Review By: Jonathan W. Hickman
“Roadrunner” will enchant fans of the late chef turned globe-trotting television star, Anthony Bourdain. This documentary examines his rise and ultimate troubling end. But those of us who are casually familiar with Bourdain might find the film to be an incomplete mashup highlighted by never-before-seen footage reminiscent of the popular food/travel series.
What’s missing is the always elusive closure. Bourdain was an enigmatic character, and “Roadrunner” does little to decode his devastating choices. We learn little about his last days, but the suggestion is that he was a restless wanderer, committed to a constant, sometimes unpleasant, state of change. It’s an entertaining but frustrating partial portrait that shows reverence for its subject without turning over all the revealing stones.
As an origin story, “Roadrunner” capably establishes Bourdain’s culinary and celebrity foundations. After dropping out of college and taking a job as a dishwasher, the budding chef trained at the prestigious Culinary Institute of America. In the years that followed, he became a punk rock food star by releasing his best-selling 2007 memoir, “Kitchen Confidential: Adventures in the Culinary Underbelly.”
That book led to his foray into television and exponential rise to fame and fortune. But no matter how much love or money Bourdain gathered, he was continually on the move and, apparently, unhappy. His eventual marriage resulted in a child. But even the stability of domestic life failed to quench his need to wander.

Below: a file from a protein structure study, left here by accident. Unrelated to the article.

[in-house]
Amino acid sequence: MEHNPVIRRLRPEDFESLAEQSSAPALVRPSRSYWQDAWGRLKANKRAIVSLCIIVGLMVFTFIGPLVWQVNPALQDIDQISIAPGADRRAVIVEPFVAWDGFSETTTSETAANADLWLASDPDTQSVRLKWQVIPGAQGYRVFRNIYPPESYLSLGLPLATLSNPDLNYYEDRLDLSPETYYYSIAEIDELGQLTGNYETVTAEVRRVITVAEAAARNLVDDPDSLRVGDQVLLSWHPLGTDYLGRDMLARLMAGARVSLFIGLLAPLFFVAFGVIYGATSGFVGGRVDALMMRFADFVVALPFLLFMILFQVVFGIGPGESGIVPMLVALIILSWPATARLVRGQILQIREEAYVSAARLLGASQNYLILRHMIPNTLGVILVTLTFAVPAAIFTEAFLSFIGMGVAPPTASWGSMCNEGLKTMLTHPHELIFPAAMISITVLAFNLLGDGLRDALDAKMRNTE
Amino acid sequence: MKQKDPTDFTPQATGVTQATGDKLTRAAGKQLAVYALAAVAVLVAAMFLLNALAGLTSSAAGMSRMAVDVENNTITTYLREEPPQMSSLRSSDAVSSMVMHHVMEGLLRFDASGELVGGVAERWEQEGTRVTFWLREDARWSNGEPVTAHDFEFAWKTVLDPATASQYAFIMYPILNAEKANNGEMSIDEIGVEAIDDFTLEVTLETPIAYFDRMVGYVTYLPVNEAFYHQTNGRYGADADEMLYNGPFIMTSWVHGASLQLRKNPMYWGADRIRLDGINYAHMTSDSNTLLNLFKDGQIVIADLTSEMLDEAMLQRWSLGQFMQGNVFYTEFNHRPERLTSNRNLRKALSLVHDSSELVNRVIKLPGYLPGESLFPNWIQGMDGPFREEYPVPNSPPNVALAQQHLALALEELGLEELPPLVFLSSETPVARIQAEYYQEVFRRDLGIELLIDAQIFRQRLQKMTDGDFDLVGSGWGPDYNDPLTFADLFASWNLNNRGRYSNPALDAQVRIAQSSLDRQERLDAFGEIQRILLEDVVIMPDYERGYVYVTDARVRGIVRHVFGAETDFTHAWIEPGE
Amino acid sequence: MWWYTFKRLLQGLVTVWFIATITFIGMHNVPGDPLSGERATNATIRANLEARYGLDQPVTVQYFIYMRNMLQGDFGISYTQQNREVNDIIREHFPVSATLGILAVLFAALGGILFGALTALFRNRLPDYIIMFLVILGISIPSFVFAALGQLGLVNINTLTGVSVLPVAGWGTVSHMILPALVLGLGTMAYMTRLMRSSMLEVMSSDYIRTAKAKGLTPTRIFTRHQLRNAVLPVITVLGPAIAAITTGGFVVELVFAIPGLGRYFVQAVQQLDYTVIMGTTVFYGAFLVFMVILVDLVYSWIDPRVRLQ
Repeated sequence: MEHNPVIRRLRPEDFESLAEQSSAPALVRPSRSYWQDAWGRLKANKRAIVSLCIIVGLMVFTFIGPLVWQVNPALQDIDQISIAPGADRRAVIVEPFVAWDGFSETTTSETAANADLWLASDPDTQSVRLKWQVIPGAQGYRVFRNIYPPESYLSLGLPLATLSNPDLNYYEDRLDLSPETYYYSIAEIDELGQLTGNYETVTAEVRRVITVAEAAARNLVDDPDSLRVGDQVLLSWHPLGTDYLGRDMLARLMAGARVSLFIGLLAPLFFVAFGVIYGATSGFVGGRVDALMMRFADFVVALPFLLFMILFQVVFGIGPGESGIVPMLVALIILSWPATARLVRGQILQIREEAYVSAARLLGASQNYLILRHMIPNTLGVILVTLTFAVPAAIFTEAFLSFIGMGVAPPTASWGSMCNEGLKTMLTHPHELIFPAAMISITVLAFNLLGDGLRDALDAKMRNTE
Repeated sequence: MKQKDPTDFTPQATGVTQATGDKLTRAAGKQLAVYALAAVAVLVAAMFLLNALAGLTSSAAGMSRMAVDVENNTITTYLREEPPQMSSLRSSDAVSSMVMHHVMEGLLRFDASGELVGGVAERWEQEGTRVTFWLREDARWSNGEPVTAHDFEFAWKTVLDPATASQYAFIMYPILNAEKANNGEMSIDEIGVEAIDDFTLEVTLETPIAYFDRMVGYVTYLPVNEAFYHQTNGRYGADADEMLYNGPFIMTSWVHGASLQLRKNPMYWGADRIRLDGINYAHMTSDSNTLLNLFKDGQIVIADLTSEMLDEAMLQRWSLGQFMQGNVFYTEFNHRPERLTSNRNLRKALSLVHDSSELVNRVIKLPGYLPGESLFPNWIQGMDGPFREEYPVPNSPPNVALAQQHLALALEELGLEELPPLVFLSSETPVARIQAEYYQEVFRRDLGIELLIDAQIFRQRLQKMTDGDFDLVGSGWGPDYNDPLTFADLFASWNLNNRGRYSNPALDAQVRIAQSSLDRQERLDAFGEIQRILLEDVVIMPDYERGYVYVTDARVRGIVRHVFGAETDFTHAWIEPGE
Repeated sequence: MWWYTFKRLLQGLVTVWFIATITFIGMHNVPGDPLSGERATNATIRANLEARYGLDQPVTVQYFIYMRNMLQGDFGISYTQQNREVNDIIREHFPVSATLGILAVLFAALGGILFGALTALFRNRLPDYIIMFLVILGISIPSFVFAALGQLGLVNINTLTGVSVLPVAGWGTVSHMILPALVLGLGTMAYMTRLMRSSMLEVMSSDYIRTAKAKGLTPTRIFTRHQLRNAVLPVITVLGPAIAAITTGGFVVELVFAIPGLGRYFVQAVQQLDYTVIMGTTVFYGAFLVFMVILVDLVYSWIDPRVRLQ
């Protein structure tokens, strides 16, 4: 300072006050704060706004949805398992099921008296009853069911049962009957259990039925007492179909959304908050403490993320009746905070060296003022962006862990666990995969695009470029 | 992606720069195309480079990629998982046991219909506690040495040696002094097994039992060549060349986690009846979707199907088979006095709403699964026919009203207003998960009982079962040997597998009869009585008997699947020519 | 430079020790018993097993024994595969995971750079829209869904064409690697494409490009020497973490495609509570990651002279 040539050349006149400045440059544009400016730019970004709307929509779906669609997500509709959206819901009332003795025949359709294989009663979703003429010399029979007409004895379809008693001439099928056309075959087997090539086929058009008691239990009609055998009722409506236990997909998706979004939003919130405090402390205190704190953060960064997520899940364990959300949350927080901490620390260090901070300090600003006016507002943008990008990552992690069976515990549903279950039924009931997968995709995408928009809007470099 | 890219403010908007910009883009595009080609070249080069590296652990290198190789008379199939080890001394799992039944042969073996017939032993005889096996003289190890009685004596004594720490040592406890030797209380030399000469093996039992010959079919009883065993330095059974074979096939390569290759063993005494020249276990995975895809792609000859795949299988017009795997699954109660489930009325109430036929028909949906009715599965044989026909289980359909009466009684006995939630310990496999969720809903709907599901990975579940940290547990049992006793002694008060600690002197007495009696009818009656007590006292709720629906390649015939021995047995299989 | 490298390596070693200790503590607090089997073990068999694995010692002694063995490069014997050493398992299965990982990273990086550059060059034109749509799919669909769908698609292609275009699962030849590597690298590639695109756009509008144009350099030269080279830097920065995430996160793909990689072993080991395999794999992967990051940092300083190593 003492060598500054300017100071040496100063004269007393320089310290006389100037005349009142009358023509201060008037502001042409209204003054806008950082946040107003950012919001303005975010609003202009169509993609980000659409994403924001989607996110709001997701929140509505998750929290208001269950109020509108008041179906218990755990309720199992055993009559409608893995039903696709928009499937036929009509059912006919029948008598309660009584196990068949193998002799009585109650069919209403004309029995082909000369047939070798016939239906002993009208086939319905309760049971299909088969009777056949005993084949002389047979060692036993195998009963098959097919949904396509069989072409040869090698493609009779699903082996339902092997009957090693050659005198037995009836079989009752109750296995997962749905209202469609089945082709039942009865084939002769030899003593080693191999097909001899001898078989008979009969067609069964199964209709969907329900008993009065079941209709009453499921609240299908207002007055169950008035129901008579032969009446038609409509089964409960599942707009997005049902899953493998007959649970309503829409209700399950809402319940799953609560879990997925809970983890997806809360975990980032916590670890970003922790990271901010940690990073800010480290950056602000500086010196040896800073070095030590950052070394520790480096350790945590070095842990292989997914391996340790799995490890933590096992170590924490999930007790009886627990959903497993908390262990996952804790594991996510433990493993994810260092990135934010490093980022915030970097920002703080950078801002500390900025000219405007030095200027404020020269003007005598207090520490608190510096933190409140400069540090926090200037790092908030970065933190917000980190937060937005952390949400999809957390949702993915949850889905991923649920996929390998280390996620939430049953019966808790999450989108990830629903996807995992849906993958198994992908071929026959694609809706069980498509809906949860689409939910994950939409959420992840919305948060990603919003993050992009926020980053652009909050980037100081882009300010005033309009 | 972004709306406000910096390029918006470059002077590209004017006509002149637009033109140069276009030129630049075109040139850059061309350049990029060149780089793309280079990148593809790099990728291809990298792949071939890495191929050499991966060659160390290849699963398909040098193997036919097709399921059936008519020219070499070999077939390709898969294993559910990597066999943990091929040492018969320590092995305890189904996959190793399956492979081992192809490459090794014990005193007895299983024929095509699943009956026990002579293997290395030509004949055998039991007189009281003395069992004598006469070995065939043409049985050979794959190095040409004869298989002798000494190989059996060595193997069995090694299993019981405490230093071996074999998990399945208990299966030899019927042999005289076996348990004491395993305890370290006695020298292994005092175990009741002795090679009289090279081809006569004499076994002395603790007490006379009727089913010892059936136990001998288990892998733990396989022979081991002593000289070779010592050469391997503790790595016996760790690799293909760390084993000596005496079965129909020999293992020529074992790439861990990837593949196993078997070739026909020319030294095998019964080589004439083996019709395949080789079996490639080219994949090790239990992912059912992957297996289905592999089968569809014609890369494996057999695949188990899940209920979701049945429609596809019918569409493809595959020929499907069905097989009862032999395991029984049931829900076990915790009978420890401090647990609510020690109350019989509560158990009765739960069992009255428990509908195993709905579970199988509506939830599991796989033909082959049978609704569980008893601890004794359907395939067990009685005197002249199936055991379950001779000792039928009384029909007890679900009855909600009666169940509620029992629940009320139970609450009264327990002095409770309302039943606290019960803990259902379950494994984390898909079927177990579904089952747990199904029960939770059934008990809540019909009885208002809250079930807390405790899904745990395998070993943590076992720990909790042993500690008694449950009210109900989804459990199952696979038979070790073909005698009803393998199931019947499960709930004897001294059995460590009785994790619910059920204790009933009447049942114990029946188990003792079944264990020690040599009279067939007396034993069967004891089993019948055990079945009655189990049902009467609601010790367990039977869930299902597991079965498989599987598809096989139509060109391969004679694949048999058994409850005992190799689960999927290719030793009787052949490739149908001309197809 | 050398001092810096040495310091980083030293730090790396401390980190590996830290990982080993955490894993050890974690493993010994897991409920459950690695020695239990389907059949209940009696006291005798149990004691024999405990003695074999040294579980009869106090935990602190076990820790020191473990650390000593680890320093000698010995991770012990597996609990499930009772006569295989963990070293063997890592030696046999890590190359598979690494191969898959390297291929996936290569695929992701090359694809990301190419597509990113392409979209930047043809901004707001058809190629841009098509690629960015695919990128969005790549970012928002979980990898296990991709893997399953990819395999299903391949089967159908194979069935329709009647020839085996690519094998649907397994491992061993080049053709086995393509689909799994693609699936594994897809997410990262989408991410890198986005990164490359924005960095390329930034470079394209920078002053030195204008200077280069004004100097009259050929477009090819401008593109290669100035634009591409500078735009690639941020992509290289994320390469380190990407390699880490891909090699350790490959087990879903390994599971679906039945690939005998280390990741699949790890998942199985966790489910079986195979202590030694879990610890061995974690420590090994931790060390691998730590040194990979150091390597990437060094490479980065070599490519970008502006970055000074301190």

“Roadrunner” is written and directed by Morgan Neville, who won the Oscar for “Twenty Feet from Stardom” in 2014. Because Bourdain lived his life on camera, there’s a wealth of visual and audio material with which to craft a cinematic tribute. Like documentarian Asif Kapadia did so perfectly in profiling the late Amy Winehouse in his Oscar-winner “Amy,” Neville uses his subject’s own words to document background and career trajectory.
Here’s where Neville’s approach gains criticism. While Bourdain talked openly about his struggles with drugs (cocaine and heroin) and relationships, the filmmaker team saw the need to take quoted and written material and employ artificial intelligence to recreate Bourdain’s voice. Other filmmakers have had actors perform a voiceover in the deceased's style (letting us know with a lower third), but I’ve not heard about a film attempting to convince viewers that they are listening to an actual voice from beyond the grave.
Further, Neville controversially chose not to interview actor and filmmaker Asia Argento, Bourdain’s last girlfriend. Neville defends this decision by stating that it would have “been painful for a lot of people.” Instantly, we realize that the filmmaker put himself in a box, avoiding the key details and the most uncomfortable aspects of his subject’s life. Of course, maybe Argento wouldn’t have granted an interview. Either way, this leaves a gaping hole in the film’s narrative.
Some might argue that this relative incompleteness in the reporting makes it journalistically irresponsible. And because the production is the product of CNN Films, it’s hard to dismiss how this business relationship may have affected the movie’s perspective. After all, in a way, “Roadrunner” is made by the same people the film is examining.
Depending on your level of sensitivity, some viewers might find what’s not covered in the film distracting or even disrespectful. At its core, this is a movie more concerned with profiling the rise of a star and less interested in how a person with such success could take his life at the height of his career.
To be fair, watching Bourdain on his way up is fun and exciting. He’s a profane and infinitely watchable screen presence. And the endless supply of behind-the-scenes footage makes this movie a must-see for Bourdain fans. But the big questions remain unanswered. It’s a documentary that tells only half the story.